Vol. 5 Num 330 Tue. May 03, 2005  

Parapar comes to town

After taking Kolkata by storm, London-based music group Parapar is here in Dhaka. Between yesterday and today, the group is performing at the British Council auditorium. The team of four, Moushumi Bhowmik (vocal), Oliver Weeks (guitar), Rosalind Acton (cello) and Ben Hillyard (bass) seek to create music that stresses continuity between diverse musical traditions -- kirtan, Bhatiyali, adhunik, the blues and both Indian and Western classical music. Audience response is evident in the brisk ticket sales.

"Two thirds of the material that we are performing are Moushumi's own compositions. These works fuse Bangla folk music: palagan, Bhatiyali, jhumur among others. Moushumi's songs will remain intact and we will find a way to shape and complement her. She is the focal point of our music," maintains Oliver. He has gathered knowledge about the music of Bengal, having carried out fieldwork in 1999 on Baul gaan in the Birbhum district of West Bengal. He has also written a number of works which experiment with developing Bangla language texts and musical styles within a western classical framework.

Moushumi Bhowmik, the central performer, is a singer, lyricist and a music researcher. She is not new to the country; visiting Dhaka over the last 10 years, she has staged performances, met friends, and undertaken research. She has co-edited a book, titled Zenana Mehfil, with Shaheen Akhter of Ain o Salish Kendra. This work covers Bangalee Muslim women's writing over the first 40 years since they began publishing. In Moushumi's words, "I had to come here to do research for the project and also get to know more and more people, make friends, perform and collect songs."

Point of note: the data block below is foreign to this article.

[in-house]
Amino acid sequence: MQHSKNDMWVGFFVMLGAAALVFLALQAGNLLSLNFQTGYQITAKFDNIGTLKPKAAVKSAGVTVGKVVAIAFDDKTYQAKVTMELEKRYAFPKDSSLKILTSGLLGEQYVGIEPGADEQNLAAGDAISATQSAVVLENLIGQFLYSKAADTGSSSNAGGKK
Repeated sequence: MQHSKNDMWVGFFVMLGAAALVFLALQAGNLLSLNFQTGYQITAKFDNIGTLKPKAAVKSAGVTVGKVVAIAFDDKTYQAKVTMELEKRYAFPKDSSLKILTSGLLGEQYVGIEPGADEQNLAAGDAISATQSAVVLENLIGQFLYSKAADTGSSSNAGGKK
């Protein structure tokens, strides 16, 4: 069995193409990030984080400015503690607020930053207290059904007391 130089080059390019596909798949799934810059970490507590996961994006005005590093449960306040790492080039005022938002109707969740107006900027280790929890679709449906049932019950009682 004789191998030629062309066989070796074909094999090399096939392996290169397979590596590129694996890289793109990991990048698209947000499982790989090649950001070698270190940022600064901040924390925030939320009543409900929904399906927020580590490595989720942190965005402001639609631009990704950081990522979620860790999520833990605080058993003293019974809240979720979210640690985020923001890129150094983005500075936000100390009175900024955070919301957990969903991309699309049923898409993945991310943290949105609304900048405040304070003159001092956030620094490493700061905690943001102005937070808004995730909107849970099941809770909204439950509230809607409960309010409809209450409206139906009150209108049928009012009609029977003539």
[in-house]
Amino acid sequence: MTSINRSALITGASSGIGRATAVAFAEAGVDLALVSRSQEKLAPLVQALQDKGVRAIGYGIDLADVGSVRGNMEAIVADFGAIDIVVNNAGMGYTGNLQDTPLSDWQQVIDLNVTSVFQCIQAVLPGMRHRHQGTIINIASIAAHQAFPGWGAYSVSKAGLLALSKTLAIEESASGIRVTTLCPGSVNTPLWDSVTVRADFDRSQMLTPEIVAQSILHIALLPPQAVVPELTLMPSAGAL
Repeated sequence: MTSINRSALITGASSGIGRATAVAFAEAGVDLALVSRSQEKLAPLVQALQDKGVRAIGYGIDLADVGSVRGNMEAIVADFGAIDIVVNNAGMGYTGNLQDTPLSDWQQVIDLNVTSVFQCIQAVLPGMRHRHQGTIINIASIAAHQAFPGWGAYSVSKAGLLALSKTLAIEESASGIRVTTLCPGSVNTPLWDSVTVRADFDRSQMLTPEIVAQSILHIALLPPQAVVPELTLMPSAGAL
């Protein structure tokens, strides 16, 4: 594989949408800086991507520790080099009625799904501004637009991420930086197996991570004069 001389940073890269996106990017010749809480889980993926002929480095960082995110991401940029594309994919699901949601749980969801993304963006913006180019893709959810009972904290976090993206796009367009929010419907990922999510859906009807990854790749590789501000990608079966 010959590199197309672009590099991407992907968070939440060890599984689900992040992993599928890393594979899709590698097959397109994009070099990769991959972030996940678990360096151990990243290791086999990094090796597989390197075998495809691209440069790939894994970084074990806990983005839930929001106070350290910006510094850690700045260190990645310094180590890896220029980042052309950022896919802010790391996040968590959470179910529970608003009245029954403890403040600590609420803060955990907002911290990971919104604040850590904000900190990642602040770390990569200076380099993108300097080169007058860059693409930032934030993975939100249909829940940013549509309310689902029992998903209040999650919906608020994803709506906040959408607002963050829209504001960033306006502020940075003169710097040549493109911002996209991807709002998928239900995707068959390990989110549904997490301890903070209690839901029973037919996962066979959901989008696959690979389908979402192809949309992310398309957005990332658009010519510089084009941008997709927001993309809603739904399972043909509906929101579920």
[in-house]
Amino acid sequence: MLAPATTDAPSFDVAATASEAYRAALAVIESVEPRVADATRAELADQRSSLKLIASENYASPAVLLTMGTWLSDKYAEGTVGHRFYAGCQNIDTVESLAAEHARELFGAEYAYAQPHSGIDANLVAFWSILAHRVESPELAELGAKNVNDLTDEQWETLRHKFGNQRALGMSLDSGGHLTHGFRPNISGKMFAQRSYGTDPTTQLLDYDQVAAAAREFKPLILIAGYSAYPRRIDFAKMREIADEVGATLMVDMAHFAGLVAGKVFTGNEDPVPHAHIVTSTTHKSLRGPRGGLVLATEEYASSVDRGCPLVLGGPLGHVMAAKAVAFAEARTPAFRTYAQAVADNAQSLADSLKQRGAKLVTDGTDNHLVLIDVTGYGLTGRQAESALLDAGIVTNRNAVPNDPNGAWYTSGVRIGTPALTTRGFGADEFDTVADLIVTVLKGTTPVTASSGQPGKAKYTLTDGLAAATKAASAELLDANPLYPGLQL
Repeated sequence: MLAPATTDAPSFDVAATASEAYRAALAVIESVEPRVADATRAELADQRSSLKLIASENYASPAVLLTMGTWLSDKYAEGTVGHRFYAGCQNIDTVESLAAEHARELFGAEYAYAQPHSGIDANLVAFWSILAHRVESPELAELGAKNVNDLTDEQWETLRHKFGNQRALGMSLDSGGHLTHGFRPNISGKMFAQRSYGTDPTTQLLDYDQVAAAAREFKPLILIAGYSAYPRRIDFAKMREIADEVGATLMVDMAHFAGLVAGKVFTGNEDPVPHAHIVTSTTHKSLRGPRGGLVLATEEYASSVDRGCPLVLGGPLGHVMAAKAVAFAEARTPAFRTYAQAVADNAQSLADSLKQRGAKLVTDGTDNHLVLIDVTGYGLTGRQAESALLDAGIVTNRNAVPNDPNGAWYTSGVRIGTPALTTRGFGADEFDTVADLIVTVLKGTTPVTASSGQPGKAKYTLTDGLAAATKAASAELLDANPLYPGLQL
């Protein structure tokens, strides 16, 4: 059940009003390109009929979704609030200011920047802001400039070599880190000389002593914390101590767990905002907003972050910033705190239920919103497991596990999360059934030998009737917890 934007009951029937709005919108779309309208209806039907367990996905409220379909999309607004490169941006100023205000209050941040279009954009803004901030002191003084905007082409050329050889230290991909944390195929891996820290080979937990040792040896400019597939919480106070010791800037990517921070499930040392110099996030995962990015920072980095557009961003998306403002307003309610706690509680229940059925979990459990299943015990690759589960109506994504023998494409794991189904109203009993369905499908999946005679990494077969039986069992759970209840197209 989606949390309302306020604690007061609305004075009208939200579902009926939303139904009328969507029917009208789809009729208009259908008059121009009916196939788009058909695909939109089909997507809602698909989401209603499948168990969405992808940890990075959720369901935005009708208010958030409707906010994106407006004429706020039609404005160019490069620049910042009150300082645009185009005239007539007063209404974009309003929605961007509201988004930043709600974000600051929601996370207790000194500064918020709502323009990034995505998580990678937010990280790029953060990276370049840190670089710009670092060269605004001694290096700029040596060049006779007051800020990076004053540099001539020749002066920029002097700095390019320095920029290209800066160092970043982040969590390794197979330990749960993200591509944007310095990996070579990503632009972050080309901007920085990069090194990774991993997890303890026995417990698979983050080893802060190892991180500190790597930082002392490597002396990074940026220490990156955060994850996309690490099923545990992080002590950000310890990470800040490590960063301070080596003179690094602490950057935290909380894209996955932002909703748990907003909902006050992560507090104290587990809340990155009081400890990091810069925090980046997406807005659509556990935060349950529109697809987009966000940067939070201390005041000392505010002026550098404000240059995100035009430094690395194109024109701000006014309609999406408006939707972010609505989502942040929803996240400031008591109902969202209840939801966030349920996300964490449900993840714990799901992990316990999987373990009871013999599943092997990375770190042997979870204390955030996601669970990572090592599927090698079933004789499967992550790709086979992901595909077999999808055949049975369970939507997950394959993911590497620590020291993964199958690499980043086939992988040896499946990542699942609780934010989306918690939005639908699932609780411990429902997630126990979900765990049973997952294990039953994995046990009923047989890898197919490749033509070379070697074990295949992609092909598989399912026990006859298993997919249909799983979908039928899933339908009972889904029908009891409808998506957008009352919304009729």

Among the milestones in her musical career are two projects with the renowned filmmaker Tareque Masud. She wrote the song for Muktir Kotha and composed the background music for Matir Moina. In her words, "Tareque and Catherine are very close and long time friends. It is a learning experience for me to share ideas and inspiration with them." Talking about her experience in the course of shooting Matir Moina, she says, "This was the first time I was doing the music for a feature film. It was a challenge."

Moushumi also has to her credit three albums of songs, written, composed and sung by her: There's Tumio cheel hao (HMV 1994), Ekhono galpo lekho (Times Music 2000) and Ami ghar bahir kori.

What is her usual theme? In Moushumi's words, "There is a certain political consciousness woven into the songs."

Another member of the group, Ben Hillyard, is visiting Dhaka for the first time. "It will be interesting to see how the audience reacts to our performance," he says. His credentials are good: he is a London-based composer, musician and teaching artiste, specialising in electric and acoustic bass.

Rosalind Acton is also positive about the group and its performance. "I am classically trained. Usually we just read music and interpret it rather than actively create. Here all of us are creating," says Rosalind.

Moushumi Bhowmik